MU housing creates dorm singles to meet student privacy demands
Published: Thursday, February 16, 2006
Updated: Sunday, February 14, 2010 23:02
For many students next year, roommates may be a thing of the past as more single dormitory rooms open up across Miami University's campus.
With the recent Heritage Commons housing expansion, Miami University is satisfying students' demand for privacy by creating 200 additional single rooms for the upcoming semester, said Lucinda Coveney, director of housing contracts and meal plans.
"We have always had a very high demand for single rooms, more than we could satisfy in past years," Coveney said. "When we added the new housing (Heritage Commons) and increased the capacity, one of the first things on our mind is we need to allow and provide more singles for students. A lot of students want that environment and privacy."
About 50 past double rooms are now singles, 125 small doubles can be bought out as singles and 25 premiere singles have been created to help ebb this tide, Coveney said.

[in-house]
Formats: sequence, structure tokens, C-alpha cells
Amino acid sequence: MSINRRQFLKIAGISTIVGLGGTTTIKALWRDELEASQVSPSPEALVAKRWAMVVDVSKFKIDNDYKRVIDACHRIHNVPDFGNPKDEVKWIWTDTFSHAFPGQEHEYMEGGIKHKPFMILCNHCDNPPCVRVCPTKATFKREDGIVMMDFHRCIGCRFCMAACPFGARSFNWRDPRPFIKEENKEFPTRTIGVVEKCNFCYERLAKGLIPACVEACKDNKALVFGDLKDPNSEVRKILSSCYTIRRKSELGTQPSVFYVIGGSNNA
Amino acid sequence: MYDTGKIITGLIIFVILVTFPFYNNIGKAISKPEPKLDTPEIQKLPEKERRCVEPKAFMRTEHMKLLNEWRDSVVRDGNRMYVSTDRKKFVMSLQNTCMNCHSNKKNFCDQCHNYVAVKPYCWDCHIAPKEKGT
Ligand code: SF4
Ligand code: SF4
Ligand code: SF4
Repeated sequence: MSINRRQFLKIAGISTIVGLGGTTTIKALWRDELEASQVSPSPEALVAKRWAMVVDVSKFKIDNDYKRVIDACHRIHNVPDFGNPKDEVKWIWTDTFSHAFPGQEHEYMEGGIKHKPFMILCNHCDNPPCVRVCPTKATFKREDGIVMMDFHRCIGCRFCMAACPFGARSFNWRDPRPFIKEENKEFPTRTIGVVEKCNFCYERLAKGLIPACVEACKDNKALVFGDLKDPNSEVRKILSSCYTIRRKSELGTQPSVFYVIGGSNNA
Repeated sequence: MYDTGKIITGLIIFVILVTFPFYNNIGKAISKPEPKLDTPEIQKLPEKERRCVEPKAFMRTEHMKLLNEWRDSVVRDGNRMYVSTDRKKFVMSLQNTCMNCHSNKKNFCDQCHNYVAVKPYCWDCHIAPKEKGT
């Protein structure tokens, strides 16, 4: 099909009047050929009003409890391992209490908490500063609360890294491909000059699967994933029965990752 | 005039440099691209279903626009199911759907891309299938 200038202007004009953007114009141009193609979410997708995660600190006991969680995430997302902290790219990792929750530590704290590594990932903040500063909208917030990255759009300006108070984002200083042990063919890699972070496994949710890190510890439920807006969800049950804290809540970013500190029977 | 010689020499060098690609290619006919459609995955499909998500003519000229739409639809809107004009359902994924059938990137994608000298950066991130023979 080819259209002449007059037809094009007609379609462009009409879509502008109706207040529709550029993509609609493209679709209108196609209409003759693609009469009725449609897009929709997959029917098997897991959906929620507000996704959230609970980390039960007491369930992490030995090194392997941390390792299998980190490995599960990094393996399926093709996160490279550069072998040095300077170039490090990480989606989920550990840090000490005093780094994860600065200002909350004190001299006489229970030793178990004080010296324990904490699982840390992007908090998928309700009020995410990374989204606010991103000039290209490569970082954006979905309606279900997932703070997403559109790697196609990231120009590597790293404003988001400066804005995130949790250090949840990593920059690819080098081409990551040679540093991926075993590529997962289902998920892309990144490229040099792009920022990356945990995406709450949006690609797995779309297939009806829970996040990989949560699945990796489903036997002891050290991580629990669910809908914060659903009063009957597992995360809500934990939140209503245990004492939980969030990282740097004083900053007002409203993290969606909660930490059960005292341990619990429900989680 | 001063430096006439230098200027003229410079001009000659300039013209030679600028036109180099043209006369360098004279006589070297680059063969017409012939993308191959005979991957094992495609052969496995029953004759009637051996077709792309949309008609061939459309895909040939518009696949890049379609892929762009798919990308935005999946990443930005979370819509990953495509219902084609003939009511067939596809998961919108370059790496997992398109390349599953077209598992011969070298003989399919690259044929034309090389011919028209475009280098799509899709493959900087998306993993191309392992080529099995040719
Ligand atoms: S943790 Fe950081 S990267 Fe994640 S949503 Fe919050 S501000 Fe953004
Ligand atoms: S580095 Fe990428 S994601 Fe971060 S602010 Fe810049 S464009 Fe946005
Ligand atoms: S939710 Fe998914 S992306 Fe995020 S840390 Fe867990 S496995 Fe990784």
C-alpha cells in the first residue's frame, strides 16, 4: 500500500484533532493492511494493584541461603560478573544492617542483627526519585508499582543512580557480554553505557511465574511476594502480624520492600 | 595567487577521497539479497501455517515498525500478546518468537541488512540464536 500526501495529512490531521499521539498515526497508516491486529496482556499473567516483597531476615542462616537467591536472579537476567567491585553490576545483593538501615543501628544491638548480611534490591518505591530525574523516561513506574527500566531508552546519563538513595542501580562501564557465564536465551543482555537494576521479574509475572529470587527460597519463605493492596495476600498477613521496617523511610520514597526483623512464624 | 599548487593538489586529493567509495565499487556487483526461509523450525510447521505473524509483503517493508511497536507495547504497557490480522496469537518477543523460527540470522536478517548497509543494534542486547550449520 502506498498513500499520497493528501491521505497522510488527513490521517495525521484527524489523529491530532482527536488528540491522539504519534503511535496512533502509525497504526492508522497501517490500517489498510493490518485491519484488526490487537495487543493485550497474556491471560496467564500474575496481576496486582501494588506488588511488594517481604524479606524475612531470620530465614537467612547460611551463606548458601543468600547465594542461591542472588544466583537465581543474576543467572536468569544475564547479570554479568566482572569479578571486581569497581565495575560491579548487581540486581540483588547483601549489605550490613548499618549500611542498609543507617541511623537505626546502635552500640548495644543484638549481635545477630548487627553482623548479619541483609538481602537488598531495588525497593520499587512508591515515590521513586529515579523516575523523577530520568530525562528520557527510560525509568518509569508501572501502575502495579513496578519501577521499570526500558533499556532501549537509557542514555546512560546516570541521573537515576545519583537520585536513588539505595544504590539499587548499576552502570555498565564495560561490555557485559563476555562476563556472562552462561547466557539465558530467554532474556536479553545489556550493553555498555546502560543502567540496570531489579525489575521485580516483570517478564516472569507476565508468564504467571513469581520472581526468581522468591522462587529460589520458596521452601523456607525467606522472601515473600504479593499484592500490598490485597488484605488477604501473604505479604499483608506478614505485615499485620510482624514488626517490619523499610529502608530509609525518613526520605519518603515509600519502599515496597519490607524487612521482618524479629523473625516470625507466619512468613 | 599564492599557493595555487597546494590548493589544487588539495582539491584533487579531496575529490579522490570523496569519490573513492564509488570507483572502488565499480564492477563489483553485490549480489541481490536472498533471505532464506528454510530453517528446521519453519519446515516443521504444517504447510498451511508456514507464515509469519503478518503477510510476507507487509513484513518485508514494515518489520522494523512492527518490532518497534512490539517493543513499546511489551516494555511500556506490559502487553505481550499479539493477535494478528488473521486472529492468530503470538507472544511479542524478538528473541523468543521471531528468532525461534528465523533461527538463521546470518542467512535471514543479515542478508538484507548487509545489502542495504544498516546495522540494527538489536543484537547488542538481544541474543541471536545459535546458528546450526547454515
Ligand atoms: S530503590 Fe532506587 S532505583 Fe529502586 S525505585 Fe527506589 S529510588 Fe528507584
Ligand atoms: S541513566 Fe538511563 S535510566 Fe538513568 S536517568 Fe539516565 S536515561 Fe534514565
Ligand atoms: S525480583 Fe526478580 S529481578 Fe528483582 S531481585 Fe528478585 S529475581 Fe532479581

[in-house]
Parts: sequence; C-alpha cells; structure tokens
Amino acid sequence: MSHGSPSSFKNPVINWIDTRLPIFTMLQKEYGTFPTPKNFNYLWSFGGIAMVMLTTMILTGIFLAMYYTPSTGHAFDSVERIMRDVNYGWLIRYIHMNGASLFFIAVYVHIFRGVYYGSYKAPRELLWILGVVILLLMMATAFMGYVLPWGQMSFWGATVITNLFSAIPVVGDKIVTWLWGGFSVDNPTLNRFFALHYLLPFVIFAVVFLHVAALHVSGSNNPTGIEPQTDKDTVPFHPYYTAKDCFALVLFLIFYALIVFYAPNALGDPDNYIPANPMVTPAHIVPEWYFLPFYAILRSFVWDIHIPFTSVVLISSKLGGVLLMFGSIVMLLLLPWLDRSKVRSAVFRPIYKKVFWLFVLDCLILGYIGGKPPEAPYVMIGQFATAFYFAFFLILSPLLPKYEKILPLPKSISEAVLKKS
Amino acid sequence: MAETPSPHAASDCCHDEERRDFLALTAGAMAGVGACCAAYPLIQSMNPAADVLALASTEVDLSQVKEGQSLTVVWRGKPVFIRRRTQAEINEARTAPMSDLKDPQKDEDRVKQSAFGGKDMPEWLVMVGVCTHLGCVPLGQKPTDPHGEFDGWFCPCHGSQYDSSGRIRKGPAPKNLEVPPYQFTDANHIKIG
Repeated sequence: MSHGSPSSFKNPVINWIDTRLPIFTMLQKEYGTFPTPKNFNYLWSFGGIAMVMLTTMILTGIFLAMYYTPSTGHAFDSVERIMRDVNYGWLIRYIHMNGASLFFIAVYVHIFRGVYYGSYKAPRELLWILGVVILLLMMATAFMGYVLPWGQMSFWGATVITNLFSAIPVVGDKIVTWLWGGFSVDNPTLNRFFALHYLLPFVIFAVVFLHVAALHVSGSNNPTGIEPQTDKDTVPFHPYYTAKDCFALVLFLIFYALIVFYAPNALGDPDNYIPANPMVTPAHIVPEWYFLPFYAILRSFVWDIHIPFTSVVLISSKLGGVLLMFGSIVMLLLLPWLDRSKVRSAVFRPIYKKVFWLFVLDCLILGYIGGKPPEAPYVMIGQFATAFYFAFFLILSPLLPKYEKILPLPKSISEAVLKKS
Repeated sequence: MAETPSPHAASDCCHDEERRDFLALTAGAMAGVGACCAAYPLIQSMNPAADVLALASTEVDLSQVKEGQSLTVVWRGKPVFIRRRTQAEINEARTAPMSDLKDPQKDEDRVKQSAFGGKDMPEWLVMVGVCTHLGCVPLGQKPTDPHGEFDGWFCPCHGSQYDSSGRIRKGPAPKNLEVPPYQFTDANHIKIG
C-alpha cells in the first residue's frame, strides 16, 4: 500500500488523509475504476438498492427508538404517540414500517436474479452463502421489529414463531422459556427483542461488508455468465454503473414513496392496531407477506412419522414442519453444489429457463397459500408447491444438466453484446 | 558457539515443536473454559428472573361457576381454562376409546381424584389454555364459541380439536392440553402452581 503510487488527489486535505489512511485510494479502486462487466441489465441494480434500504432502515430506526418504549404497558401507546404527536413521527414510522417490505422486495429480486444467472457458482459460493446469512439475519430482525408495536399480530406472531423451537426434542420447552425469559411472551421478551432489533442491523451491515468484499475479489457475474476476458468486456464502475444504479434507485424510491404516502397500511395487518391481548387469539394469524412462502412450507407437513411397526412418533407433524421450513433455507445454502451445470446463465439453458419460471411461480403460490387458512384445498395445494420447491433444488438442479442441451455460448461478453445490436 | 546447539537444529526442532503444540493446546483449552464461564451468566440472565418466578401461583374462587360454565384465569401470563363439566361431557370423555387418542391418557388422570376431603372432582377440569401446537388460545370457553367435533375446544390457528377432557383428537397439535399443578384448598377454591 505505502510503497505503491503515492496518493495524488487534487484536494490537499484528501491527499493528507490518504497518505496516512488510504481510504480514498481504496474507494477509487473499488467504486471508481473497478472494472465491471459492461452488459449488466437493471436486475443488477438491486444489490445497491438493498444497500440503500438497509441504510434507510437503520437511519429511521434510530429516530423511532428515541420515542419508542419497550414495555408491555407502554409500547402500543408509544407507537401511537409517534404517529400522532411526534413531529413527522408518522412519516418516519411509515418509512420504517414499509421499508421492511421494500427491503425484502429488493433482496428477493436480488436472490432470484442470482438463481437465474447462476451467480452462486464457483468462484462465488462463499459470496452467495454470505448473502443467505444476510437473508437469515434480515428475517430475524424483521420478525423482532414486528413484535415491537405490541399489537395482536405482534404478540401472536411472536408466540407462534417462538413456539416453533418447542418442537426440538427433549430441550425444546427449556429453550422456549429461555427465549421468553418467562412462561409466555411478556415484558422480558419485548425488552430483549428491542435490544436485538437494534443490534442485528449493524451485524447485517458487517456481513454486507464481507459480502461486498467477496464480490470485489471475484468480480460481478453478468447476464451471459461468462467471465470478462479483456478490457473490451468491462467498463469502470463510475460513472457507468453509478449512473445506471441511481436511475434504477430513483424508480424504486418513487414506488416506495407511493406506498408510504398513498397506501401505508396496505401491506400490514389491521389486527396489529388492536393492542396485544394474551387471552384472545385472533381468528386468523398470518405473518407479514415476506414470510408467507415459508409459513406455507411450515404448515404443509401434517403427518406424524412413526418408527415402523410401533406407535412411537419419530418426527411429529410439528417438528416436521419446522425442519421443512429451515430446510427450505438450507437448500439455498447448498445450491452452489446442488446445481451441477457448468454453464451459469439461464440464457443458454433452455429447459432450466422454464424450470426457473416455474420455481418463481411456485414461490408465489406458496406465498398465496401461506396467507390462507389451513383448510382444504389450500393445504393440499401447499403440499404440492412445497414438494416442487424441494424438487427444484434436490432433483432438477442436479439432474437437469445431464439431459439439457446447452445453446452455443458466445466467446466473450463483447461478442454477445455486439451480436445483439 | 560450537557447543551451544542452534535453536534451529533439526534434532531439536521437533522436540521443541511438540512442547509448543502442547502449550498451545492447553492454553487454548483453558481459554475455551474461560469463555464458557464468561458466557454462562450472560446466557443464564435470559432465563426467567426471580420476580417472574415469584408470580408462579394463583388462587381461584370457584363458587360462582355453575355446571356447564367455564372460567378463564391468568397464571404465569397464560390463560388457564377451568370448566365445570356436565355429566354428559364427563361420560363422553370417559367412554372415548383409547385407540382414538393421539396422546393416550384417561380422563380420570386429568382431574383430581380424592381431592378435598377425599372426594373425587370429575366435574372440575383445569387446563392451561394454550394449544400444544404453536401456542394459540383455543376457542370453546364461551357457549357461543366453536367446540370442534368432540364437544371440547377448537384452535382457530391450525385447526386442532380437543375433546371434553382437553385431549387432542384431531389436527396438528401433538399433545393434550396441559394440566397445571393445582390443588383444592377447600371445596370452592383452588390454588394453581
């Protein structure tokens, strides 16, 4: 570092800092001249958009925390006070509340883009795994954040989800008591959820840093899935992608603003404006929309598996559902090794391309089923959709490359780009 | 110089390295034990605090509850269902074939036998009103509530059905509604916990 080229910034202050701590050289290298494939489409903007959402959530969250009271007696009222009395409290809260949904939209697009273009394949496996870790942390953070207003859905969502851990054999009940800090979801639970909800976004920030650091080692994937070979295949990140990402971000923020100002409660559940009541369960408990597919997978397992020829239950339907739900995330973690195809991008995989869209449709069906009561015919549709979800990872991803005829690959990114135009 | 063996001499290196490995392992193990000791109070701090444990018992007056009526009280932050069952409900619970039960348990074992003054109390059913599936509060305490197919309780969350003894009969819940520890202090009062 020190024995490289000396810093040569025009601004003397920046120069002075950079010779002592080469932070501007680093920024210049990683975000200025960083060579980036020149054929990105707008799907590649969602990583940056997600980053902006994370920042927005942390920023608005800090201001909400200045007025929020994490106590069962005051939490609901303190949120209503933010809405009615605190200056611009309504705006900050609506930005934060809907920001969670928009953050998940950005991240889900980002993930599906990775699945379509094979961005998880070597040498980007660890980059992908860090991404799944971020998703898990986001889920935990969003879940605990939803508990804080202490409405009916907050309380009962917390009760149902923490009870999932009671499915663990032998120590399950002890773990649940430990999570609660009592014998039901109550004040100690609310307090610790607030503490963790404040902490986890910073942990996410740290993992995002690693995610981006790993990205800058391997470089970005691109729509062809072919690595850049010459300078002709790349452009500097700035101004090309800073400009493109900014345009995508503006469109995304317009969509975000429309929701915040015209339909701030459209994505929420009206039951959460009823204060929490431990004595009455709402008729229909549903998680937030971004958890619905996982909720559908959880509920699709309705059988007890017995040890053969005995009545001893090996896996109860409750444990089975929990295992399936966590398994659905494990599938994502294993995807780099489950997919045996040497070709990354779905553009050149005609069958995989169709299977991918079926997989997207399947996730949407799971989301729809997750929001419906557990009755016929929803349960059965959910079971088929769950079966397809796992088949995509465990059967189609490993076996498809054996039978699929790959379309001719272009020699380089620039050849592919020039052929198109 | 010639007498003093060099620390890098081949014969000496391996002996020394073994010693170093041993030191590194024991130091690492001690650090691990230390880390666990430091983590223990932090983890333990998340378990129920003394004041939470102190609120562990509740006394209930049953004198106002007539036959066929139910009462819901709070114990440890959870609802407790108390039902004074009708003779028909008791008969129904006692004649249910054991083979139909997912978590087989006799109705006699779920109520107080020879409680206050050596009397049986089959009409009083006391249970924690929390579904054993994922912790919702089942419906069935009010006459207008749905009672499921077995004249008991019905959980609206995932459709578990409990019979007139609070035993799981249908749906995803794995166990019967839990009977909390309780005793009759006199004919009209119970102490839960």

A premiere single, a small double turned single that may be located in Porter, Brandon or McFarland halls, adheres to any resident's needs and wants, Coveney said. As a way to make moving in and out easier, the rooms come fully carpeted with a window air conditioner, double bed, refrigerator and microwave.
Every year, the Office of Student Housing and Meal Plan Services maintains a waiting list for singles. Although in the past they were able to satisfy only 40-50 of those requests, Coveney said she sees these rooms not only as a way to please students but also a way to renovate housing.
"We need to meet the needs of the modern student," Coveney said. "We understand these residence halls were built a long time ago and we're working to try to make on-campus living more attractive."
Rob Abowitz, associate director of residence life and new student programs, agrees with Coveney and said he hopes to see more students staying in the dorms.
"I think the changes in the singles are good because it creates more options for upper-class students who want to live alone but who still want to live on campus," he said.
Although these rooms are available to first-year students, Abowitz recommends their use for only upper-class students.
"I always encourage first-years to room with a roommate because it's a great learning experience," he said.
A majority of the rooms were given away this fall in the new online lottery system. The general first-year residence hall selection process will begin Feb. 22.
Other plans include the developing of super quads, which are three connected rooms with two outer rooms as traditional bedrooms, individual shower stalls and pseudo home theatres in common areas.